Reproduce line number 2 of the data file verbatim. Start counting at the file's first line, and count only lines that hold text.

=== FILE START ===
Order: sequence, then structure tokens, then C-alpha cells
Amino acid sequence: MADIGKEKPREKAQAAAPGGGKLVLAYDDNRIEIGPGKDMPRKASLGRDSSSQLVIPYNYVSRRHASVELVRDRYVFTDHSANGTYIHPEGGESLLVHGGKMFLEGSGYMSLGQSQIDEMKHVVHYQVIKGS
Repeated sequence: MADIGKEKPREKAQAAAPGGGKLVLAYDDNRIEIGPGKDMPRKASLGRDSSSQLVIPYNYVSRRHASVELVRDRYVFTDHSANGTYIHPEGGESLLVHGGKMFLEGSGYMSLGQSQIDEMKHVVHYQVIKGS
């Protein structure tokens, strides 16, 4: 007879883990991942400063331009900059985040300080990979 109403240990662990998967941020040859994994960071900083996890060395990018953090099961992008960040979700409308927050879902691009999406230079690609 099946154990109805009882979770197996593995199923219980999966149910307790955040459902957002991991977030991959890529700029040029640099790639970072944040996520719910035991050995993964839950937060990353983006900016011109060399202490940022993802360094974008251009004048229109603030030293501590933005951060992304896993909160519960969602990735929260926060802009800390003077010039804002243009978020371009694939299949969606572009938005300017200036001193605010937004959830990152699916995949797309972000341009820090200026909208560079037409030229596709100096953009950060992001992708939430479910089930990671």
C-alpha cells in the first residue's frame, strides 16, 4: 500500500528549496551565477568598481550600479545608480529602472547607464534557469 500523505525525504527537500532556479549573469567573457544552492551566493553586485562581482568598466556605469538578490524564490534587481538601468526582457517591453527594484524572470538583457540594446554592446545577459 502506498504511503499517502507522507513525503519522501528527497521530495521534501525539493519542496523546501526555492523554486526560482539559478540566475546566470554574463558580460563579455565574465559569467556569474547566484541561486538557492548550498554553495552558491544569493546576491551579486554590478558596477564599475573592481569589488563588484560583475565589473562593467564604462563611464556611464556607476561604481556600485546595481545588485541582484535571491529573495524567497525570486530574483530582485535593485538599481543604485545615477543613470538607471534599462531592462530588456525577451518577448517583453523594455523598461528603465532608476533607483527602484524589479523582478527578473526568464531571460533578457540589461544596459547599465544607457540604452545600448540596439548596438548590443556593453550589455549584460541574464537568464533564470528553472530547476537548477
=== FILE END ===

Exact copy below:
Amino acid sequence: MADIGKEKPREKAQAAAPGGGKLVLAYDDNRIEIGPGKDMPRKASLGRDSSSQLVIPYNYVSRRHASVELVRDRYVFTDHSANGTYIHPEGGESLLVHGGKMFLEGSGYMSLGQSQIDEMKHVVHYQVIKGS